Jul 8, 2022 - Economy

ADP and Stanford ready econ stats fit for the 21st century

Illustration of a torn hundred dollar bill revealing binary code beneath

Illustration: Sarah Grillo/Axios

The second quarter is behind us, but no one knows how fast the economy grew during those months — or even whether it grew.

Why it matters: The economics and statistics professions are still a very long way from the dream of being able to access a rich stream of real-time data to get a handle on what's happening, broadly, in the economy as a whole.

Driving the news: Payroll processor ADP has teamed up with Stanford's Digital Economy Lab to try to create an employment report that gives the kind of up-to-date information that economists (and journalists) crave. The team's first report will be released on August 31.

  • "People want more real-time fine-grained information," Stanford's Erik Brynjolfsson tells Axios. "There’s a whole lot of things we can do with our data that no one else can do."
  • Brynjolfsson anticipates the new report will break down employment not only along the lines of worker demographics but also among different regions. It could also come out weekly, rather than monthly.

The big picture: The statistical gold standard is, still, the set of surveys conducted by the U.S. government, which are laborious, time-consuming, and have ever-expanding error bars in an era where no one much likes filling out government surveys.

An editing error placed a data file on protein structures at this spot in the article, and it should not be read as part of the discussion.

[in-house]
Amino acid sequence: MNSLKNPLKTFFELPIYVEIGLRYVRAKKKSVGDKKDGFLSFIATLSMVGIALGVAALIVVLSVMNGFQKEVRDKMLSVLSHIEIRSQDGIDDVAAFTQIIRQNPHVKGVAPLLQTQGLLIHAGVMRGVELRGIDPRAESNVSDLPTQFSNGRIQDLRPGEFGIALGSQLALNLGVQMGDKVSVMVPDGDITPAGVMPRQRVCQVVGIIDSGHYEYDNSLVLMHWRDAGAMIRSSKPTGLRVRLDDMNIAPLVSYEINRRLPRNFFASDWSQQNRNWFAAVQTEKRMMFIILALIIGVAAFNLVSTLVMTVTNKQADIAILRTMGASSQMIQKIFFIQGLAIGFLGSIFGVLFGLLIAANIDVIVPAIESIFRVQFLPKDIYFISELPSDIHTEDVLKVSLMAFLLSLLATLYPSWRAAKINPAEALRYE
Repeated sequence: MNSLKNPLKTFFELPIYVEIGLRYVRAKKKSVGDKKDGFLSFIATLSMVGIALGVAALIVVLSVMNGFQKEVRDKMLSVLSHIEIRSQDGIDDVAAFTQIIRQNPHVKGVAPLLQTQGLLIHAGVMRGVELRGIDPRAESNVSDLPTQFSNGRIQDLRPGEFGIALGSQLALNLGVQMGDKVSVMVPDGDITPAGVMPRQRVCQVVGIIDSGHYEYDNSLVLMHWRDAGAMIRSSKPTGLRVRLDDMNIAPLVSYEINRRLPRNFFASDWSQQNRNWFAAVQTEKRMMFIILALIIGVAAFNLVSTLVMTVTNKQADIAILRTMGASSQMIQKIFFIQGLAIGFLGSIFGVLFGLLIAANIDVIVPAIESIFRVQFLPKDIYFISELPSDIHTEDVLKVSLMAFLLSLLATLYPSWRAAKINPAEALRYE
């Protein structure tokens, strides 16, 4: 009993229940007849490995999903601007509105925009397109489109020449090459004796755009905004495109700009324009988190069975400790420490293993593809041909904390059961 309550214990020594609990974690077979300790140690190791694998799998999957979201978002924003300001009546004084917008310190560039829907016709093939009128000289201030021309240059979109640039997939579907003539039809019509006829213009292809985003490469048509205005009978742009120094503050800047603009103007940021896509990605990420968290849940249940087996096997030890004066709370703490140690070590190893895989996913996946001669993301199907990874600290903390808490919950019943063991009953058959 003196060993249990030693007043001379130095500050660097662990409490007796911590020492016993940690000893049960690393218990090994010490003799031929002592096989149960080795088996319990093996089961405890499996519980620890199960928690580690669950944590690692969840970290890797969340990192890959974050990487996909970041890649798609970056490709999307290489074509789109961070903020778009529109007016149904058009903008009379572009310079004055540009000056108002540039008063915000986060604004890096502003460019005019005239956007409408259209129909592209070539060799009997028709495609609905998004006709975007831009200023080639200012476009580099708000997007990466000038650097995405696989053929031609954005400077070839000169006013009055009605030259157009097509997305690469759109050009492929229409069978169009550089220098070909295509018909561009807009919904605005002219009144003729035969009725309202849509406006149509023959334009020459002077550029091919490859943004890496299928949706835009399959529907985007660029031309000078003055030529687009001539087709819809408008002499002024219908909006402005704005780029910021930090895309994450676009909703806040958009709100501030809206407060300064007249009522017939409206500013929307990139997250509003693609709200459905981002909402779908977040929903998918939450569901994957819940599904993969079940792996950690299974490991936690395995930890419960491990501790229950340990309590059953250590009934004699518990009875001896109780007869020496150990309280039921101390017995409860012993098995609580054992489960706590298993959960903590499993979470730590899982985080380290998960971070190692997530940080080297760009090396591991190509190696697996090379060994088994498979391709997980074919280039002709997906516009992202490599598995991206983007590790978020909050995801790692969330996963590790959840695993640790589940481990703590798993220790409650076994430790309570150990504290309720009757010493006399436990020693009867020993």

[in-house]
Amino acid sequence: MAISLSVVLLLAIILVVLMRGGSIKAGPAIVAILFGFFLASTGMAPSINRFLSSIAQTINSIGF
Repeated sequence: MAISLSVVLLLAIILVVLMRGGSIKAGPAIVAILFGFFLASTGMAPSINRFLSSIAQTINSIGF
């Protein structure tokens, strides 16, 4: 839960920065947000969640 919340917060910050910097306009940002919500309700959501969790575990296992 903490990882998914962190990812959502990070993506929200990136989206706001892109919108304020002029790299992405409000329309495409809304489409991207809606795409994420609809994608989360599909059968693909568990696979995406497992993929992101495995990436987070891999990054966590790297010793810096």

• Context: ADP has for many years issued a monthly National Employment Report, timed to come out the day before the U.S. government's official non-farm payrolls report.
  • The methodology has been opaque and has been designed mostly to mirror — and try to anticipate — the official number from the Bureau of Labor Statistics. It hasn't been doing a very good job at that, so it makes sense to replace it with a new series that has its own independent utility.

Between the lines: There have been many prior attempts to build economic statistics on top of private-sector data, and few of them have met with much success.

  • That's partly because the owners of the data don't like to make it freely available. (Brynjolfsson, however, promises that the ADP data will be easily accessible on FRED.)

The bottom line: The first reading for second-quarter GDP comes out on July 28. For the time being, the consensus of Wall Street economists remains hopeful, at +2.4%; only a robot at the Atlanta Fed is predicting a negative print.

  • The monthly jobs report for June comes out on Friday, however. If it's weak, that still leaves plenty of time for economists to update their second-quarter priors.
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